A new article in Nature Scientific Reports answers open questions about TOPBP1, a protein involved in repairing DNA double-strand breaks (DSBs). The study used cell-free protein expression and a unique DSB system to identify domains that were important for activation of a protein kinase.
TOPBP1 is a large (~180kDa) scaffold protein that is responsible for activating the ATR protein kinase. ATR promotes pathways that respond to DNA replication stress or DNA double-strand breaks (DSBs). TOPBP1 has nine copies of the BRCT domain, a critical signaling module in the DNA damage response. Previously, it was not known which BRCT domain on TOPBP1 was required for ATR signaling. A team at the University of Southern California used an experimental system to identify which of TOPBP1’s BRCT domains were essential for activating ATR at DSBs.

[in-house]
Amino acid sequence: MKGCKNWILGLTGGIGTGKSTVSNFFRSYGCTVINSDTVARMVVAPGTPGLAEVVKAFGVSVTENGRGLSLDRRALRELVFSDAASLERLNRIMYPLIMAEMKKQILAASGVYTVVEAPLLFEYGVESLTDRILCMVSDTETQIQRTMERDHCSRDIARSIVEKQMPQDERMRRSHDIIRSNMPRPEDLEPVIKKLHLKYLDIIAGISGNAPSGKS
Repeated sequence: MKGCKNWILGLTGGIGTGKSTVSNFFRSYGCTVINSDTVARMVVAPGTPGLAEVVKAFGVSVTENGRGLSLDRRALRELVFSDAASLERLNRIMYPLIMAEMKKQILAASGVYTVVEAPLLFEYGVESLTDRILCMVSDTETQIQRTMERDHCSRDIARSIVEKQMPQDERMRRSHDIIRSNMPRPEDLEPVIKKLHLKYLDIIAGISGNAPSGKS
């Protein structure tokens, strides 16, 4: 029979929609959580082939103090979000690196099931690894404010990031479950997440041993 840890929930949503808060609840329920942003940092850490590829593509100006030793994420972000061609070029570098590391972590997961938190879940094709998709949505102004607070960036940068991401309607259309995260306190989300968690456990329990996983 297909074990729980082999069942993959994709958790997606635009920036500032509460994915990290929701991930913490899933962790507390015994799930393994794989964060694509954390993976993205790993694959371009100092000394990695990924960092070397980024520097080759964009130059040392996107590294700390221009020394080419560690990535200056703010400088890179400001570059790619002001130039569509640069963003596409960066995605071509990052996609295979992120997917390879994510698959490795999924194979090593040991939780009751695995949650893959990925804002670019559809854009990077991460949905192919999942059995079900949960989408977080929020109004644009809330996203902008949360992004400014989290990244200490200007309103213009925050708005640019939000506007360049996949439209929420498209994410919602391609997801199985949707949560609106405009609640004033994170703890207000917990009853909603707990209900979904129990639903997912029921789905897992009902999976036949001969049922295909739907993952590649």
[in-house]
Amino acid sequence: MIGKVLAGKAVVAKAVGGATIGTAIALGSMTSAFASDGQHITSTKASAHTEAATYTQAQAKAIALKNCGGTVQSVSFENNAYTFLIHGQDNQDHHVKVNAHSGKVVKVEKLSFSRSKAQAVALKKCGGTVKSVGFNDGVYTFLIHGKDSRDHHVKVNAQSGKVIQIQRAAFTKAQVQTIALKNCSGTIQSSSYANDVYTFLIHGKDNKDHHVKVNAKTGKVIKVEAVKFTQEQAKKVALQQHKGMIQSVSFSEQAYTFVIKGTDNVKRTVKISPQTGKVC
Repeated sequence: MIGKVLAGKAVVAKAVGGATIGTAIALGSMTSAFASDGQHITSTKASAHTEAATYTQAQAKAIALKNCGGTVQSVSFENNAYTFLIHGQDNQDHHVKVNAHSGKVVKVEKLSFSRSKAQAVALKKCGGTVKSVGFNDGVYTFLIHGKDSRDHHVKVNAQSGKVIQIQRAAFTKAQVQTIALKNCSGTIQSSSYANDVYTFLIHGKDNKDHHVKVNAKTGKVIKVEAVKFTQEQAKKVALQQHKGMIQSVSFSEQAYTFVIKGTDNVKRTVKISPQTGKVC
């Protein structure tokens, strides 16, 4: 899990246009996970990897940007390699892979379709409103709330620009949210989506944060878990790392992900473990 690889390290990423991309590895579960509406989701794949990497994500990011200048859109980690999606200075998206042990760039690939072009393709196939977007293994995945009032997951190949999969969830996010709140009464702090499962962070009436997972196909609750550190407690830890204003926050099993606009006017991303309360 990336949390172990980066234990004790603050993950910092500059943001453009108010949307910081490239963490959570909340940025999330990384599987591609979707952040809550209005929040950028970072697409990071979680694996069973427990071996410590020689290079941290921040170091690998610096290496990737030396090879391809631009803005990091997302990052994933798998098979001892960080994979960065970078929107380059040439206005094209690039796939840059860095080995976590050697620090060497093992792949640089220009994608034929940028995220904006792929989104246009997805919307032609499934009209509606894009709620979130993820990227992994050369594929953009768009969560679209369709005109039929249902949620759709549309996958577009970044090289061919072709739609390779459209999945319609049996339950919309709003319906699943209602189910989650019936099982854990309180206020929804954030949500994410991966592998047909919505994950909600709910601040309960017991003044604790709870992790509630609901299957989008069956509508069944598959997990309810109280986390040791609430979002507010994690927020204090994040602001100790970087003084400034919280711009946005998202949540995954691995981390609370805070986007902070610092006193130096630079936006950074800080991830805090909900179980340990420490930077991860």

Their experimental tool, the DMAX system, combines simple, linear dsDNA molecules with Xenopus egg extracts (XEE). This results in a physiologically relevant, DSB-induced activation of ATR.
The researchers analyzed a panel of BRCT misfolding mutants using the DMAX assay. They used the SP6 TNT® Quick Coupled Transcription/Translation System to produce myc-tagged TOPBP1 proteins. Next, they added these proteins to XEE along with DSB beads. After incubation, the beads were isolated, washed, and probed for TOPBP1 occupancy using the myc antibody.
The team found that mutations in BRCT domains 1, 2 and 7 prevented efficient binding of TOPBP1 to DSBs, while mutations in domains 3-6 and 8 did not.
To learn more about cell-free protein expression using the TNT® Quick Coupled Transcription/Translation System, click here.
Montales, K, et al. (2021) Structure-function analysis of TOPBP1’s role in ATR signaling using the DSB-mediated ATR activation in Xenopus egg extracts (DMAX) system. Nature Scientific Reports, 11:467. https://doi.org/10.1038/s41598-020-80626-1